CHAPPELL, LANEHART & STANGL

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Caprock Chronicles: History of Texas Tech’s First Mascot

Attorney Chuck Lanehart uncovers the unknown history of Texas Tech's first mascot. Below is a preview of his newest Caprock Chronicle. The story of Texas Tech’s first mascot is familiar. Saddle Tramp Arch Lamb dreamed up the idea in 1936. That fall, George Tate—wearing a scarlet satin cape—led the Matadors onto the football field riding…

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Caprock Chronicles: Lubbock’s First Courthouse

Attorney Chuck Lanehart writes on the first courthouse serving Lubbock county and the developing community. Built in 1891, the courthouse first also functioned as a dance hall, park, concert venue and church. For 300 permanent residents of Lubbock, the building offered shelter and a gathering place. Learn more about the first criminal trials and notable…

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Lanehart Covers Tornillo in Voice for the Defense

In the July/August edition of Voice for the Defense, Chuck Lanehart's feature story on Tornillo explores an immigration camp near El Paso, TX. Tornillo is notable as a center for deported children, as part of the government's family separation policy. The story follows the motivations of Frank Chelly, a local public defender that read the…

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Caprock Chronicles: Lubbock’s Growth Increased Demand for Jails

Lubbock has gradually grown, 125+ years after being founded. In the beginning, the county jail was primitive and served multiple duties as a schoolhouse, temporary chapel and living quarters for the sheriff. The limited number of defendants awaiting trial and criminals allowed for a small jail that served the community. Overtime, as Lubbock grew, so…

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The Legacy of Lubbock & The Law July 2018

Chuck Lanehart's Legacy of Lubbock and the Law for July covers the building of a new courthouse in 1912, a local judge turns in the robes to serve in World War II, coverage of the 1968 State Bar of Texas annual meeting, and in 1993 the power of the jury. Read the Full Story

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Lanehart & Stangl Read Declaration of Independence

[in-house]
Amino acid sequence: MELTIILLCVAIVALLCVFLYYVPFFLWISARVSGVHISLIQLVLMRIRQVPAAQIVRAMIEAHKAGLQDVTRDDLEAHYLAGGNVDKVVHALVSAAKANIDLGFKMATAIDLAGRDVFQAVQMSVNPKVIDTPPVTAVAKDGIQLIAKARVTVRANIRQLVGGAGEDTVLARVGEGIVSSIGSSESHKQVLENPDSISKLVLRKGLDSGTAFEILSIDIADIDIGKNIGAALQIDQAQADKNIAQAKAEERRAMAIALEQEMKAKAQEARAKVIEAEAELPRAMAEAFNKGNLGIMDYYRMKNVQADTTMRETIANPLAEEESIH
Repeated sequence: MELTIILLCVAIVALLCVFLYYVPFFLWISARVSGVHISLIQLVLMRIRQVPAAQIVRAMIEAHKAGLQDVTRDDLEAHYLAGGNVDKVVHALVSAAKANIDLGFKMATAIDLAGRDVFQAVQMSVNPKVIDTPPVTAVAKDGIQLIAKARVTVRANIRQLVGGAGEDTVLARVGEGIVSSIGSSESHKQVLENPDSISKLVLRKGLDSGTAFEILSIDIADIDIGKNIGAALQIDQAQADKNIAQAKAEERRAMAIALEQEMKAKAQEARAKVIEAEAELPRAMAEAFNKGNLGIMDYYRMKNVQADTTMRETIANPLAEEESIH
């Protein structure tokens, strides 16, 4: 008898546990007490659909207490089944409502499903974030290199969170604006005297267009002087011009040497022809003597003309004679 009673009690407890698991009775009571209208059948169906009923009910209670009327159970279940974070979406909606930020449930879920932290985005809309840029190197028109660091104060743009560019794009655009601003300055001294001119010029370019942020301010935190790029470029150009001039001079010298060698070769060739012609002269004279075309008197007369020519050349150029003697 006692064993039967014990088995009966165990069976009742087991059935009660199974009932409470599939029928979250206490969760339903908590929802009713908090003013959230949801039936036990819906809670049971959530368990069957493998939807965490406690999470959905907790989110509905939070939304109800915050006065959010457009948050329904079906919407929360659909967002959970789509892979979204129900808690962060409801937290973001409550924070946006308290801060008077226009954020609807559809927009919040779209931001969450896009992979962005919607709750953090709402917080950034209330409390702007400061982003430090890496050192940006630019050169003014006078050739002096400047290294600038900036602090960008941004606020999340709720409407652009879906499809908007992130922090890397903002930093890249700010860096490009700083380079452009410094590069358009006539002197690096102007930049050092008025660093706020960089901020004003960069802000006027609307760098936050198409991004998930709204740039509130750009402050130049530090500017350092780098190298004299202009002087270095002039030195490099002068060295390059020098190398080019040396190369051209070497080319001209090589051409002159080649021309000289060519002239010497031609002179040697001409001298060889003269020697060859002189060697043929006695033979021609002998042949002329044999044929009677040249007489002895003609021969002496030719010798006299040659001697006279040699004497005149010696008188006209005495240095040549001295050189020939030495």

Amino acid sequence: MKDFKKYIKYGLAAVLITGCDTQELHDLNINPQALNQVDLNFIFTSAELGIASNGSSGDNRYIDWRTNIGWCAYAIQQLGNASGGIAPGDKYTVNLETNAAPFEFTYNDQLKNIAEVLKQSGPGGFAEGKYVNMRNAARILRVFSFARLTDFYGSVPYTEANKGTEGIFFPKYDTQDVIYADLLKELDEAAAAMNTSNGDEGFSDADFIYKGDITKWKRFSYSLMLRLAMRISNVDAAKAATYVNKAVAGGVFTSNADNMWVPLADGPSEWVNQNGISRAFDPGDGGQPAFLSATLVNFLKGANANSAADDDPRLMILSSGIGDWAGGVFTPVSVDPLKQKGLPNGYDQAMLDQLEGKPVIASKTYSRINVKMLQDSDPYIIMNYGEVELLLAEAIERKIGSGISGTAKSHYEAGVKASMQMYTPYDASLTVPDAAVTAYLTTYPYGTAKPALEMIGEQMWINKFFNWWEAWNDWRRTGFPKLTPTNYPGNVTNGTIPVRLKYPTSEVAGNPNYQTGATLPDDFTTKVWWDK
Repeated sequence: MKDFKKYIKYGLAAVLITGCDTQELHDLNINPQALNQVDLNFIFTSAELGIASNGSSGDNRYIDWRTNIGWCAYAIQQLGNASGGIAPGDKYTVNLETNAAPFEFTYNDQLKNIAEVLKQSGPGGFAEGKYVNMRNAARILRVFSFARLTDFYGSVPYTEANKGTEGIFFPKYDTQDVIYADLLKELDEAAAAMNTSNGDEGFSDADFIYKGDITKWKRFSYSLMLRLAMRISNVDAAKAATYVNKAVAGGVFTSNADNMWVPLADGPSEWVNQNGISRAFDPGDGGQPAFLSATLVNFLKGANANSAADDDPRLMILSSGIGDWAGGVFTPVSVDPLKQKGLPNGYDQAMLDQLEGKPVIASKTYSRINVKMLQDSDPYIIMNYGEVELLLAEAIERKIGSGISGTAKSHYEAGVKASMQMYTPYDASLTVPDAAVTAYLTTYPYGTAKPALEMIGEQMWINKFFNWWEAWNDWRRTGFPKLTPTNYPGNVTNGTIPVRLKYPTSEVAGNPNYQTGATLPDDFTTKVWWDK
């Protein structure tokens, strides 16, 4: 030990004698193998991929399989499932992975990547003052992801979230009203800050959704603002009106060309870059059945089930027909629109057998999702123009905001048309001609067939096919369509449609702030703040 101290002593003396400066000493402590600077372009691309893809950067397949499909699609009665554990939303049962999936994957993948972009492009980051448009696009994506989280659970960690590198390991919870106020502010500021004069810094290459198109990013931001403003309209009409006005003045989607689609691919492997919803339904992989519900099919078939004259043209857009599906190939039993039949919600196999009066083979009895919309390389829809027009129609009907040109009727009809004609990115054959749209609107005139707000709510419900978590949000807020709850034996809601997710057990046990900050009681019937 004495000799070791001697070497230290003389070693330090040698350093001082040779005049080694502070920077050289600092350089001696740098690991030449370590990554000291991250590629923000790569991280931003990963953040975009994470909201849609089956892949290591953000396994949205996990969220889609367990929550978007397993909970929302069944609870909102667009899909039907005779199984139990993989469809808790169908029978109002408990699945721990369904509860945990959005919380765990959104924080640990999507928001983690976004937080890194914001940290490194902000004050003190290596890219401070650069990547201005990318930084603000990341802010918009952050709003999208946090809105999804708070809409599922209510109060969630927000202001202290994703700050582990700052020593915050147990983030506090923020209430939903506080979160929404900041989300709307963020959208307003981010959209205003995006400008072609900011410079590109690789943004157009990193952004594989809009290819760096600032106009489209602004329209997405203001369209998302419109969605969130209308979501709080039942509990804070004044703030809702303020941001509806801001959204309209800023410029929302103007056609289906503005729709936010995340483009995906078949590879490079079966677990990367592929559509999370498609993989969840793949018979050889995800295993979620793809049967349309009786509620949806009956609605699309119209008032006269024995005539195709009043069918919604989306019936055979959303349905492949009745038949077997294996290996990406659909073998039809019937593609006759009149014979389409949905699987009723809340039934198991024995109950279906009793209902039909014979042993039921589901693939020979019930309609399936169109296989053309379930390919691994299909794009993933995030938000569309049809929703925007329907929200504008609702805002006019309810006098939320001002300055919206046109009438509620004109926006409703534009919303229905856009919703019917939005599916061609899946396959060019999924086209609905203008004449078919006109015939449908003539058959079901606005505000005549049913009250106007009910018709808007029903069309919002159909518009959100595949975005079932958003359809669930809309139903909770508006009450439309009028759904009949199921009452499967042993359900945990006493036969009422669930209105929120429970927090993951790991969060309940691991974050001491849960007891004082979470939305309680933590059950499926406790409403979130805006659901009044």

Chuck Lanehart & Fred Stangl Participate in a Texas Tradition The annual reading of the Declaration of Independence is now becoming expected of lawyers in the Texas Criminal Defense Lawyers Association. In Lubbock, the reading carries special meaning for those accused of a crime and for the lawyers that defend clients. The Bill of Rights…

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Fourth Amendment Expands to Cell Phone Data

Supreme Court Rules on Illegal Search & Seizure The Supreme Court recently decided a case that will have long term affects on the criminal justice system and defendant rights. In Carpenter vs. United States, the case rested on whether the government has the ability to obtain cell phone data without a warrant. In the case…

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COLORADO MARIJUANA, THC EDIBLES AND TEXAS LAW

Dangerous Travels In 2012, Colorado legalized the possession and sale of marijuana products. Texas has not followed suit, and as a result, many young people traveling from Colorado to Texas with legally-purchased marijuana products have found themselves in serious trouble when found in possession of THC edibles. What is the Difference Between Marijuana and THC?…

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Motion to Suppress Granted for Stangl’s Client

In a Terry County murder case, Attorney Stangl was granted a Motion to Suppress after two evidentiary hearings. The Judge ruled that Fred’s client was taken into custody without reasonable suspicion or probable cause. Any observations made by law enforcement after the illegal detention, as well as his client’s statements obtained as the result of…

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Caprock Chronicle: Execution Rarely Happens to Convicted Lubbock Murderers

In Chuck Lanehart's Caprock Chronicle, defendants convicted of murder in Lubbock County are rarely executed. Murder cases end in a variety of outcomes, from mistrials to convictions and appeals. A few defendants are sentenced to death for the most heinous of crimes. Of those convicted of murder, a small number have been executed. In total,…

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